To Bigotry, No Sanction
At the center of the second floor’s long wall is a large reproduction of Thomas Sully’s portrait of President Washington and facsimiles of the original letters exchanged between Moses Seixas and Washington in August of 1790. An interactive touch screen allows visitors to learn the history of the two letters and explore their importance.
Colonial Newport’s Multicultural Townscape
As one of America’s busiest seaports, early Newport attracted a wide variety of individuals and groups who lived in mutual harmony. In addition to the Baptist followers of Reverend John Clarke, who settled Newport after leaving Portsmouth, the community included Quakers, Anglicans, Moravians, Jews, Africans and African-Americans (both free and enslaved) and a variety of mariners and traders from around the world.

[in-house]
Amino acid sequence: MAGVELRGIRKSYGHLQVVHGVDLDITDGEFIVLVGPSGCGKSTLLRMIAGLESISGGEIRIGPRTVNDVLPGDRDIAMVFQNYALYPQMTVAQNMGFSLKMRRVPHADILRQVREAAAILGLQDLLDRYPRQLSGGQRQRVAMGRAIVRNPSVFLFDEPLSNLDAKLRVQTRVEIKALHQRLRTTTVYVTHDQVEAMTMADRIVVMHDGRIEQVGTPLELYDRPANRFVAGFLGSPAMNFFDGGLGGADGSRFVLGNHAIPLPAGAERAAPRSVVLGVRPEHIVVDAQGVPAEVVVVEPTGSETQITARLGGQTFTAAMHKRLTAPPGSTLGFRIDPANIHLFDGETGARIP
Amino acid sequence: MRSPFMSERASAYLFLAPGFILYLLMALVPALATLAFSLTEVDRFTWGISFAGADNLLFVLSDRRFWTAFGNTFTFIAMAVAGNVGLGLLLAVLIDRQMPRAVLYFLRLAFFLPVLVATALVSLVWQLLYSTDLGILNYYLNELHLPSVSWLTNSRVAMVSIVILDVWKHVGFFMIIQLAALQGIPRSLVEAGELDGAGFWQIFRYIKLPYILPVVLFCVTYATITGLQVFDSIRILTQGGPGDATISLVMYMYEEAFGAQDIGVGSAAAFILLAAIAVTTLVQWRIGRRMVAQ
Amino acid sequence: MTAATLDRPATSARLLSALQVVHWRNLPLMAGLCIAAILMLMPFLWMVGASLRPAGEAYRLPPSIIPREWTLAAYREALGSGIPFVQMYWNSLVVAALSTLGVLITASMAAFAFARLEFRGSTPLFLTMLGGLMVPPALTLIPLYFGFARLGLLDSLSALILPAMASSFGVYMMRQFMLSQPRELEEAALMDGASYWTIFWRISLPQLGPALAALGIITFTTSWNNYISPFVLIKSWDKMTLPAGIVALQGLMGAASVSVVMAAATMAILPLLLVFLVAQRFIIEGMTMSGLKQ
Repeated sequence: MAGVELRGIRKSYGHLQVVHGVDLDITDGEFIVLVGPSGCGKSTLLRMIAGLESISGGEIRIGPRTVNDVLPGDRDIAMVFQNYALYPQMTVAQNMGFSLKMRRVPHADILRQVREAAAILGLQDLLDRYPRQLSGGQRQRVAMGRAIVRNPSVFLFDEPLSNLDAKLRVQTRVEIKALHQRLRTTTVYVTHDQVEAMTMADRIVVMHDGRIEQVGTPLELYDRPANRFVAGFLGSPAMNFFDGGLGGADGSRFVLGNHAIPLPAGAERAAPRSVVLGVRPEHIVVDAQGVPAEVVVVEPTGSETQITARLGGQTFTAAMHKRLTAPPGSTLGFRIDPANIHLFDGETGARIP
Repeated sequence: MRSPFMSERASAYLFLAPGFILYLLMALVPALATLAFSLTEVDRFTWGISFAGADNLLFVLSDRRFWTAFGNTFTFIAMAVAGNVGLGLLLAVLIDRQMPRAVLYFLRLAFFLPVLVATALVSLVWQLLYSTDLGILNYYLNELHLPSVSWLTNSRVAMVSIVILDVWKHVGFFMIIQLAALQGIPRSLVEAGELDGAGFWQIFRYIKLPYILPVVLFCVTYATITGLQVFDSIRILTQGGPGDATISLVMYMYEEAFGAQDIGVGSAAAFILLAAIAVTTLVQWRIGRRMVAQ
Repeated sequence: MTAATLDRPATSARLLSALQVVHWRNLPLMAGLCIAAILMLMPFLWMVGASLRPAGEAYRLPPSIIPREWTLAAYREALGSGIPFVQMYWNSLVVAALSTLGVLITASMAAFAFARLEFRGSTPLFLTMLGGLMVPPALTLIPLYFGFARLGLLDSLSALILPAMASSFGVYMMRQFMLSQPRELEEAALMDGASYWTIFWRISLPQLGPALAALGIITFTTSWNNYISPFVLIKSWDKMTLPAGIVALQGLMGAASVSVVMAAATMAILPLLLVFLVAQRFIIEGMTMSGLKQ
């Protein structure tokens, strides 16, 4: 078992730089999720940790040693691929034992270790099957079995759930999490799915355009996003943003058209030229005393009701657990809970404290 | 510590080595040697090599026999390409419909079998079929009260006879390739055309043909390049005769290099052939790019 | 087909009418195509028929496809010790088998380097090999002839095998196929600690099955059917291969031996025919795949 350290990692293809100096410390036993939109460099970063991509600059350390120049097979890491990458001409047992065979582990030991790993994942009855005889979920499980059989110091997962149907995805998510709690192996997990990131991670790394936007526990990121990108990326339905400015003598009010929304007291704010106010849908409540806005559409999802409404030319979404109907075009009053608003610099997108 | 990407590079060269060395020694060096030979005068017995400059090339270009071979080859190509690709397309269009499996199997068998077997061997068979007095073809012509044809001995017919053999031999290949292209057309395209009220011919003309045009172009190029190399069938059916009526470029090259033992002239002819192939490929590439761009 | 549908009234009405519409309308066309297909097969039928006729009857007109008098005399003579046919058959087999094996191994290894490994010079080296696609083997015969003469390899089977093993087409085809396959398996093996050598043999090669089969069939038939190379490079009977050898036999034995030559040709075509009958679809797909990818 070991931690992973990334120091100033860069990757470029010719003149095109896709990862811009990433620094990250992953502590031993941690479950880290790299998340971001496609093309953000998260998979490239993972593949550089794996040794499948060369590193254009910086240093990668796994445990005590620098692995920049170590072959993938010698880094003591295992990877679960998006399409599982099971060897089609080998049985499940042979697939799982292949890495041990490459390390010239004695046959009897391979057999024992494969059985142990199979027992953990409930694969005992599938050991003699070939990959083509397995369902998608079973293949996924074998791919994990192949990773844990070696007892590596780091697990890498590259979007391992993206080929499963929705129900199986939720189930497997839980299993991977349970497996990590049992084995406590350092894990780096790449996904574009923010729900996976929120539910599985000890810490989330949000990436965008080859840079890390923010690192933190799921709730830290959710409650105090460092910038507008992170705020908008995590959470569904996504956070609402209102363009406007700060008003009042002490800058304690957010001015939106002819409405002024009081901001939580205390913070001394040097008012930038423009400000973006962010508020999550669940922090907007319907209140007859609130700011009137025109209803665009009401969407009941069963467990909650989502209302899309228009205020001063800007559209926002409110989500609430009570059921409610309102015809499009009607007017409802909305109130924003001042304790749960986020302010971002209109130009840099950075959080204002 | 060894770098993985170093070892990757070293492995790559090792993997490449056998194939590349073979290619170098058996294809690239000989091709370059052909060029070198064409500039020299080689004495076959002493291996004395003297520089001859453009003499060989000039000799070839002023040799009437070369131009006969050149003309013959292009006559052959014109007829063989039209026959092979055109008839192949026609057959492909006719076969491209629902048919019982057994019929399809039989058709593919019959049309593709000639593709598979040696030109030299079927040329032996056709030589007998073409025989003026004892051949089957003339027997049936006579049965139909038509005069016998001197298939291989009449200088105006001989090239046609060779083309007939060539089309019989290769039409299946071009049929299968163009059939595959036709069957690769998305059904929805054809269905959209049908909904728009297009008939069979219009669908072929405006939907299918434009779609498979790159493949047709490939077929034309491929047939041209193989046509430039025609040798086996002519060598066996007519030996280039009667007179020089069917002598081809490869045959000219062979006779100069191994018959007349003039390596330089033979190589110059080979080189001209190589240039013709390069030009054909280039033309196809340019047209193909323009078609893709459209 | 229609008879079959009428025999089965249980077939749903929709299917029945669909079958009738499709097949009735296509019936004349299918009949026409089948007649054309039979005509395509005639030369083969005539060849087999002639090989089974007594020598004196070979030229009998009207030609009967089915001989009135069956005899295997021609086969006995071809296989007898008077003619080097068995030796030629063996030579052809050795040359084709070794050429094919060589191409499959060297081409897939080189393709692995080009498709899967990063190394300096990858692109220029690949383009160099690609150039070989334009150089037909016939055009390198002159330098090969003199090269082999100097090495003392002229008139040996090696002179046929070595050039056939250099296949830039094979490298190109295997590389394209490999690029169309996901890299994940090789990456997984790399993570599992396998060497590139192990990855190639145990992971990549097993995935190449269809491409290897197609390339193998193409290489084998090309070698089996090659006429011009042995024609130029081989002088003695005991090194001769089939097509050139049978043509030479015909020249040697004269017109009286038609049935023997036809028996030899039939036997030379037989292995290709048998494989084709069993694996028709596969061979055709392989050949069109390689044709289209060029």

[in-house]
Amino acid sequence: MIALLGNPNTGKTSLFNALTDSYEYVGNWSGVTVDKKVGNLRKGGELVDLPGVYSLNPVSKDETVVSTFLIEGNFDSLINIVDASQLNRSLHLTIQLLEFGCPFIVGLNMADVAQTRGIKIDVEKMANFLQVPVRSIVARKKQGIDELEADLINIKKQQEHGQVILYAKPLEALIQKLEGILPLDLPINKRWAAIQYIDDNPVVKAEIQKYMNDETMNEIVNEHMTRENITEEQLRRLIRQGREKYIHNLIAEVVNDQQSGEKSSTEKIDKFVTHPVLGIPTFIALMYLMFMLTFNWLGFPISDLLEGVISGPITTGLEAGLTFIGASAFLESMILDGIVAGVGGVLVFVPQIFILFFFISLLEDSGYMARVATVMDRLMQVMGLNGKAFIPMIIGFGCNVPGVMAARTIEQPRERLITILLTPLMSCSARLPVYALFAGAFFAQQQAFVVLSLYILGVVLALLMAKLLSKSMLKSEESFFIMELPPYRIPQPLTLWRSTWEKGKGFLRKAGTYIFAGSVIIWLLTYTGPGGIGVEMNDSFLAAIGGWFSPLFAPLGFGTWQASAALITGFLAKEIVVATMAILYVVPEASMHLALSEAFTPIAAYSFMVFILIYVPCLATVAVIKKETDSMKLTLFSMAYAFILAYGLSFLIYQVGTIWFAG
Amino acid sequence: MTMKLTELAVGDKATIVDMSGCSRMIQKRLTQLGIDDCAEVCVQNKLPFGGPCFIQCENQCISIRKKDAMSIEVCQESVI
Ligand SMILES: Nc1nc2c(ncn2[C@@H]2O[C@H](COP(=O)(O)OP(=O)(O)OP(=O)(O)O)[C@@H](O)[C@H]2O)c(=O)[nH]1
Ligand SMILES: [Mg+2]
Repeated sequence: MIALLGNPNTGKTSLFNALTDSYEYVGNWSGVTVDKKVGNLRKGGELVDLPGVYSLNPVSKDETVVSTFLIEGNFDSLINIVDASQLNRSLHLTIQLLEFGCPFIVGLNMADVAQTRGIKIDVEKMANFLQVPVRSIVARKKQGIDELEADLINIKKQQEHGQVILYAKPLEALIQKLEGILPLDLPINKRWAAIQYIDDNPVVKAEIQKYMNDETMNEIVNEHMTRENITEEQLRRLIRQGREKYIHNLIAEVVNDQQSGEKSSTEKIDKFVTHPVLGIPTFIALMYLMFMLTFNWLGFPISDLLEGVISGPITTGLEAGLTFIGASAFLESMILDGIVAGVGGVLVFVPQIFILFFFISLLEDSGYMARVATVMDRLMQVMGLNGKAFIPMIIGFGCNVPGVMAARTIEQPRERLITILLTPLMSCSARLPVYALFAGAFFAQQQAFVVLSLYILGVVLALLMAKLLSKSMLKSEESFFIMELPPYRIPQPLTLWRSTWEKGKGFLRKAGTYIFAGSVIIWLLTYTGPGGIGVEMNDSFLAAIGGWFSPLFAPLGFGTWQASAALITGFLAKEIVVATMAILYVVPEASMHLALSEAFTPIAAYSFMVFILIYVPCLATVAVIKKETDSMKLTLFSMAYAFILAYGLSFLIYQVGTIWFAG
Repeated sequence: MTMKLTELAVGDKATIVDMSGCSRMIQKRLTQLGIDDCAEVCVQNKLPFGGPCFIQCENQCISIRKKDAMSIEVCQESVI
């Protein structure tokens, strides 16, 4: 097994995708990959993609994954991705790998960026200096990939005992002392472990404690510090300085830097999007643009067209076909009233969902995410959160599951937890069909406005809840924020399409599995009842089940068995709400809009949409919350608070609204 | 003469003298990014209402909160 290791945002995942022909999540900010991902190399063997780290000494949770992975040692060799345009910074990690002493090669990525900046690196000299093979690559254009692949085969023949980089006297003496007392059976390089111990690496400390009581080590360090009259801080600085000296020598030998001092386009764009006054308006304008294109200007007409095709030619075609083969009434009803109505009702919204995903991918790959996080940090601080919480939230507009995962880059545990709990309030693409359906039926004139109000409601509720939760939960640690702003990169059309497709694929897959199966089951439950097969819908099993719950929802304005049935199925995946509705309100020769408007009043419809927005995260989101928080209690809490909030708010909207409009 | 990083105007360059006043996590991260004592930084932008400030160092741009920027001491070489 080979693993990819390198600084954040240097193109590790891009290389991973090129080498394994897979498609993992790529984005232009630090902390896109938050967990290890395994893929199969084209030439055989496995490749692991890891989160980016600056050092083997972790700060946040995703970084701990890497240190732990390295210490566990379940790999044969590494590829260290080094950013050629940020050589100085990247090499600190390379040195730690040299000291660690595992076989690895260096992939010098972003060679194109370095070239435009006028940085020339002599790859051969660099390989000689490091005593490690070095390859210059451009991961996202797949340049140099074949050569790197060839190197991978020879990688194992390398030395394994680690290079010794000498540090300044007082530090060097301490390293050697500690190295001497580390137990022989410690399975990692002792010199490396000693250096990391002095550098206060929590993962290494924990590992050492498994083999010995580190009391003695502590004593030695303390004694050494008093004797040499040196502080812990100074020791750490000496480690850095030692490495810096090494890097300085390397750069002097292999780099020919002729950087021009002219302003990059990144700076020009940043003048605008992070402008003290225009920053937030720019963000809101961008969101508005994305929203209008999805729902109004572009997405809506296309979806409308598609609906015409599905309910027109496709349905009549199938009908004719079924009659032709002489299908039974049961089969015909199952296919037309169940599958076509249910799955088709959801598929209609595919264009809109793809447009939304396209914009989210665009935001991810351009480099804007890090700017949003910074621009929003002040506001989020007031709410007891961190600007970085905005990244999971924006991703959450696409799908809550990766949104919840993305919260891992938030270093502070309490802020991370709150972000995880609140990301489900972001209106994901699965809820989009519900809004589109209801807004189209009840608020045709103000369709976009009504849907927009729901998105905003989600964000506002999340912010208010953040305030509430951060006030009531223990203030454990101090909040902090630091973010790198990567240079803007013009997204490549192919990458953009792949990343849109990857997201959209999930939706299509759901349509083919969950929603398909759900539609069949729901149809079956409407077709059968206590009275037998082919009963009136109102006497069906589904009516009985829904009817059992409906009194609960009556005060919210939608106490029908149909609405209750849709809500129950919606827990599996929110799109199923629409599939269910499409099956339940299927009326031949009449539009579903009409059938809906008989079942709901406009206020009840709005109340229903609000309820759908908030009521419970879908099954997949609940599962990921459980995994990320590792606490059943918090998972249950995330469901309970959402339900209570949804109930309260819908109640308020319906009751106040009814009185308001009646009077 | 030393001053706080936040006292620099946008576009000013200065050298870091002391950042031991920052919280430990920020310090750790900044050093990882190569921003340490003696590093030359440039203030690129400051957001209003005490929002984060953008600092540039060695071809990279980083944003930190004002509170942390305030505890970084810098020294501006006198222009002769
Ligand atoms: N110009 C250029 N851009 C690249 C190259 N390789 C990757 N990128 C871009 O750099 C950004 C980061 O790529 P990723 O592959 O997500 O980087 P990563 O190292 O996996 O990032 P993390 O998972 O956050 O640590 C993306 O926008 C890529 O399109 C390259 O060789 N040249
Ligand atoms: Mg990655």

Through a series of filmed vignettes performed by actors, the visitor can learn about relationships between Newport’s early Christian and Jewish neighbors, early commerce and trade, the status of African-Americans, freedom of the press and other aspects of Newport life.
The Loeb Visitors Center is the physical starting point for the following two tours.
Tours of the Touro Synagogue National Historic Site begin at the Loeb Visitors Center. The tour includes unlimited time at the Loeb Visitors Center and in Patriots Park, plus a half-hour guided tour of Touro Synagogue. On special occasions, the Jewish Cemetery is open for guided tours. [Learn More]
Tour Two: Newport’s 4 Faiths Walking Tour
This popular tour also begins at the Loeb Visitors Center. You may buy tickets at the Newport Gateway Center or online. The “4 Faiths” walking tour explores four remarkable National Historic Landmark houses of worship located in Newport’s historic Old Quarter. The city’s diverse community of faiths, which included Quakers, Baptists, Congregationalists, and other denominations, reflected Newport and Rhode Island’s unique role as Colonial America’s “lively experiment” in religious freedom.